After high school and club, Kabbes decided to come to Happy Valley and play for Rose and Penn State. So far over her career she has recorded 190 kills and has exactly 100 total blocks in a Penn State uniform. Her teammates say that Kabbes contributes both on and off the court.
“Katie has played with some great players that have come through the program, so she understands the hard work they did and she can pass it on to us,” sophomore middle hitter Katie Slay said. “Off the court, Katie never ceases to make me laugh. She's always having a good time; she's just like the bright part of your day.”
When asked what her favorite moment at Penn State was, Kabbes had to think very hard about it, and eventually decided on the 2009 national championship match when the Lions battled out of an 0-2 hole to defeat Texas 3-2 and win the title.
Kabbes had an even tougher time coming up with her favorite memory with Shifflett, and couldn’t pinpoint one single memory because she said there were too many.
The two competed against one another in club volleyball before they arrived at Penn State and have been living together since their freshman year. Kabbes also said the two sometimes take road trips together on weekends when they’re not playing.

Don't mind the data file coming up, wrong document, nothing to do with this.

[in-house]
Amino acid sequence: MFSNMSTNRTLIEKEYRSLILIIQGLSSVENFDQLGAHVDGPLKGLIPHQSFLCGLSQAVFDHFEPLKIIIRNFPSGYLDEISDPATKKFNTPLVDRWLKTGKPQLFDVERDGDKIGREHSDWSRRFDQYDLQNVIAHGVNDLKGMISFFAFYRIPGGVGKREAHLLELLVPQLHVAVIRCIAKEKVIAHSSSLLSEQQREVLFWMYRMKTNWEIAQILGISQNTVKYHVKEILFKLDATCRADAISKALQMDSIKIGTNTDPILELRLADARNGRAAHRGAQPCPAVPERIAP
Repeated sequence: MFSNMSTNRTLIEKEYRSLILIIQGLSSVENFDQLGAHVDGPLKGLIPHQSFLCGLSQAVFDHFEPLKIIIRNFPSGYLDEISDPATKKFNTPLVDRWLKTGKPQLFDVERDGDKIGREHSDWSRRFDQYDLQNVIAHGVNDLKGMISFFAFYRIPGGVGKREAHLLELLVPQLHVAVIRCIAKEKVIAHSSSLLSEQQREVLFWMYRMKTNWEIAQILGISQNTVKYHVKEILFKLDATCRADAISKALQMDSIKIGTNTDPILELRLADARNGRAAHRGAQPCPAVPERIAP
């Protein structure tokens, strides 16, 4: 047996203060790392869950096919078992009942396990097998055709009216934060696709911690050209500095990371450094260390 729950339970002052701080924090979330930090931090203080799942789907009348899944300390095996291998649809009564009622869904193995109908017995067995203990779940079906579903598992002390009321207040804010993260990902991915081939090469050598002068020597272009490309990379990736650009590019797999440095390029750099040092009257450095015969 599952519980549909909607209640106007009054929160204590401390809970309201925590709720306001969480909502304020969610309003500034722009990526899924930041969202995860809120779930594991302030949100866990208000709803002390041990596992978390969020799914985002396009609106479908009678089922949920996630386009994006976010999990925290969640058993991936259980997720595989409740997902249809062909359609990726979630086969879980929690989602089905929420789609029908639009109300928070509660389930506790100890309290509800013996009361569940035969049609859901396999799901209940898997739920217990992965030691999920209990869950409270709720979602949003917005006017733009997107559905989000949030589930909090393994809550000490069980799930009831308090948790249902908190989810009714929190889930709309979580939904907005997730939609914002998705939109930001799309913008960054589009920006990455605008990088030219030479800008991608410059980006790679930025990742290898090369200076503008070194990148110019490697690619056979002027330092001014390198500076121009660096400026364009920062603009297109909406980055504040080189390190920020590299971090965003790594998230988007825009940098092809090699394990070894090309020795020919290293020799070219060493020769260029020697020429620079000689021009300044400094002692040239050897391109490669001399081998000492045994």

“It’s sad that after this we’ll be parting ways. But we’ll always be close because we’ve been through four years of lots of ups and downs and she’s always been there for me. She’s my best friend here,” Kabbes said. “It’s going to be really bittersweet to go through senior night with her.”
Katie’s mother said that Katie was born four weeks early and “hit the ground running from the minute she arrived.” Dawn also mentioned Katie has the ability to make everyone around her laugh and has only seen her daughter cry three or four times in her life.
“She’s positive in everything,” Dawn said. “She’s full of life, full of humor. That’s Katie. I’ve always said the world is her stage.”
Kabbes is scheduled to graduate in December and wants to continue her volleyball career after graduating by playing professionally somewhere abroad. Kabbes also said that if volleyball doesn’t work out she might attend graduate school or attempt coaching the sport she loves.
Regardless of what happens after college, Kabbes said she has enjoyed her time Penn State and the relationships she has built with her coaches and teammates.
“This whole experience is bigger than me and I think that are some key attitudes to have a successful team. I knew coming here that I would have to fight for everything that I got and I’ve learned so much about myself as a person doing that and I didn’t want anything to be handed to me,” Kabbes said. “I’ve been on the bench and I’ve been a starter, so I’ve really had the whole spectrum of Penn State volleyball. You get to choose how your attitude is every day when you come into practice and if you have a bad attitude, it’s going to be miserable, and that’s not my outlook on life. I want to make the most out of everything I’m doing, and it’s easy when I’m with girls that I love and coaches that I love and the sport that I love. I could never have a bad attitude about anything in this program.”